The only two female ambulance chief executives in the country have said there is something ‘deeply wrong’ with the culture in ambulance services.
Helen Ray, the chief executive of the North East Ambulance Service Foundation Trust, said women working in the ambulance service “accept [inappropriate] banter, they accept sexualised behaviour from their male colleagues, and from patients, and they think it is okay”.
She stressed “it is absolutely not [okay]” and said women must be given “safe spaces for talking and speaking up about that”.
“There is something deeply wrong with the culture in the ambulance service”, she told the NHS Confederation’s Health and Care Women Leaders Network event on Tuesday.
Ambulance services have performed consistently worse than other trust types in the NHS staff survey, with the most recent 2021 survey reporting almost 44 per cent of ambulance service staff reporting gender-based discrimination, compared to around 26 per cent in the wider NHS.
HSJ also reported in detail last year of the “macho” culture within ambulance services, which was leading to the widespread abuse of female staff.
Instances of harassment and abuse included female paramedics being told they had to give sexual favours to help them progress in their careers, and staff being sexually assaulted by more senior male staff members.
Siobhan Melia, interim chief executive of South East Coast Ambulance Service, said when she joined the trust four months ago on secondment from Sussex Community FT, it felt like she had “landed on a different planet”.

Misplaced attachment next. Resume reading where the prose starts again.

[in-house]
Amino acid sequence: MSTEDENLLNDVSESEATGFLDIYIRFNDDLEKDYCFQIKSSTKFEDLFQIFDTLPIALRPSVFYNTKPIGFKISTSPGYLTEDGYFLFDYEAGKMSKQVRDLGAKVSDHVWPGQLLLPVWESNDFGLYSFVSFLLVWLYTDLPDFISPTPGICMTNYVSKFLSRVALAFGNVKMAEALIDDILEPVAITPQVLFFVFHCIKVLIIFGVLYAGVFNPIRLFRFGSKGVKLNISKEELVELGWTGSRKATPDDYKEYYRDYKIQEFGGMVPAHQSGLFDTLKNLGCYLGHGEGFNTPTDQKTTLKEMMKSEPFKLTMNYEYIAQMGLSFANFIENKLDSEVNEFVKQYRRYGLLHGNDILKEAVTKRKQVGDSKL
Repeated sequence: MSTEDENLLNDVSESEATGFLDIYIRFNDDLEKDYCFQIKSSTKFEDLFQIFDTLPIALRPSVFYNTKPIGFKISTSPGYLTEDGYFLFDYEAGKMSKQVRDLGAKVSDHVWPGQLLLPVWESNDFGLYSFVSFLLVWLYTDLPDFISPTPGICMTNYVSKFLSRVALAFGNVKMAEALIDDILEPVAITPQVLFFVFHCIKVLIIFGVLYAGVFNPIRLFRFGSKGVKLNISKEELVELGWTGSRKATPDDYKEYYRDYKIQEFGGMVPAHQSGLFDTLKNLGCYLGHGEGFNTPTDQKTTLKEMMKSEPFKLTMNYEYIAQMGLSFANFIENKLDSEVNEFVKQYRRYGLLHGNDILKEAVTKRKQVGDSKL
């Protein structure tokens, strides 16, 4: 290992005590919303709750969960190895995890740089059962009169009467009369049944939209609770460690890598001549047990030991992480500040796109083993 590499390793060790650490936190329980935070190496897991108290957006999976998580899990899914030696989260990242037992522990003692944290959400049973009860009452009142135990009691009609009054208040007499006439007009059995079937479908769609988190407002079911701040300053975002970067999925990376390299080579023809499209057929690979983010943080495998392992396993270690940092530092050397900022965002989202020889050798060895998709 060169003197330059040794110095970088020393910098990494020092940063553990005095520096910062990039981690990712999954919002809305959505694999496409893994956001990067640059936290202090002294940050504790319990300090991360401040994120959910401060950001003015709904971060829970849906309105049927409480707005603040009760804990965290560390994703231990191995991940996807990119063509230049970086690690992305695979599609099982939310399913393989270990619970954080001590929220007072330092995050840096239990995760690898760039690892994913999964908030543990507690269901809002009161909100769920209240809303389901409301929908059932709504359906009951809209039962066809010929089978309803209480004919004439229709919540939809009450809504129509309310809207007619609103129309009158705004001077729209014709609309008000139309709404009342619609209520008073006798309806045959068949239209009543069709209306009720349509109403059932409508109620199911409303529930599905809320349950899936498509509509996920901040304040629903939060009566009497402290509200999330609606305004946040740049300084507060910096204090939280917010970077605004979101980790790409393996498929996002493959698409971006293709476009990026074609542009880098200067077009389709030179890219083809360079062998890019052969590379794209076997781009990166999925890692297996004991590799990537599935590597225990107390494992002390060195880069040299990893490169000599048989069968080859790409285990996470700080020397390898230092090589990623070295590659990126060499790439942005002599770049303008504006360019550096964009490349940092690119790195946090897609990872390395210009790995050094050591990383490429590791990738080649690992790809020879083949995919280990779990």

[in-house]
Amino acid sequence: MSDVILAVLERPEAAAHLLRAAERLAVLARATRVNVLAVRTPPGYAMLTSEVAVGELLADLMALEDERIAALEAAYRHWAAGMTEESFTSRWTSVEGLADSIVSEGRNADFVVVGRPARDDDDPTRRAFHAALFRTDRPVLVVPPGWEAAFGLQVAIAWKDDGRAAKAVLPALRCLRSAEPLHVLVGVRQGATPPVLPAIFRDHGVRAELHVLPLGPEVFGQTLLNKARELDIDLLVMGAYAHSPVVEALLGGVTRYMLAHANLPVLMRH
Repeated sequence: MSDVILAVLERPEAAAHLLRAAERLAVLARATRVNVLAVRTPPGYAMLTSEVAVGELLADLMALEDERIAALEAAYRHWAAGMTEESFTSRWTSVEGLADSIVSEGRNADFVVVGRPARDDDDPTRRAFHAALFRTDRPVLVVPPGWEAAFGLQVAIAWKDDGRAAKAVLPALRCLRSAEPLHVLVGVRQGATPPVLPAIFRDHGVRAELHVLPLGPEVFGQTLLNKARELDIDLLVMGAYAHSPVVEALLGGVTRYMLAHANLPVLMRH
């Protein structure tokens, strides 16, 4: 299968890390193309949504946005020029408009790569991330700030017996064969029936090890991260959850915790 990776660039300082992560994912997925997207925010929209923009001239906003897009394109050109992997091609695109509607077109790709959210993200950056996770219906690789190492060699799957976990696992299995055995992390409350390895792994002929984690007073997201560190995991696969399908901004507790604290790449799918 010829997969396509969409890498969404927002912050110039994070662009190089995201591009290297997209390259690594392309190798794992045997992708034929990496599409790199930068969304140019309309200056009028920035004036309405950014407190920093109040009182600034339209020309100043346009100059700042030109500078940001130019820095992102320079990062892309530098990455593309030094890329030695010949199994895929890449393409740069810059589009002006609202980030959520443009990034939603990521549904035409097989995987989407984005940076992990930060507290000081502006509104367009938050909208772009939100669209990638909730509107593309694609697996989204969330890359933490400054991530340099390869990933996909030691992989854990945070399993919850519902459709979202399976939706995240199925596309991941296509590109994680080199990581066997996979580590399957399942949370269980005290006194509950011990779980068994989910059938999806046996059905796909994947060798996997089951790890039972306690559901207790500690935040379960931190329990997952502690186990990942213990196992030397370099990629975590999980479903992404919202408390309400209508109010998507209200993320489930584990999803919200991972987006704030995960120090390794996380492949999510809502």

Ms Melia said it was a culture “not like any other part of the NHS”.
“The gender pay gap in my organisation is significant, so we see men in senior roles are taking it upon themselves to abuse their power, [with] both female students and female lower graded staff.”
“Our improvement journey calls this out specifically – we have to take action and report it to the police, our HR processes need to get faster and more decisive and we must instil the confidence in our staff that we will stamp this out.
“The collective response of all of us saying no, this is no longer acceptable is how change happens,” she stressed.
In response to a question about how women in the ambulance sector are supporting each other, Ms Melia added that there was a danger female leaders in the sector had been “institutionalised”, as they are so used to how things are that they no longer see some of the behaviours as unacceptable.
She added she was not sure the sector was “evolved enough” for female leaders to support each other because, for example, there are only two female ambulance chief executives — herself and Ms Ray — and, with Ms Ray’s trust at the other end of England, circumstances meant they had not so far been supporting each other over these issues.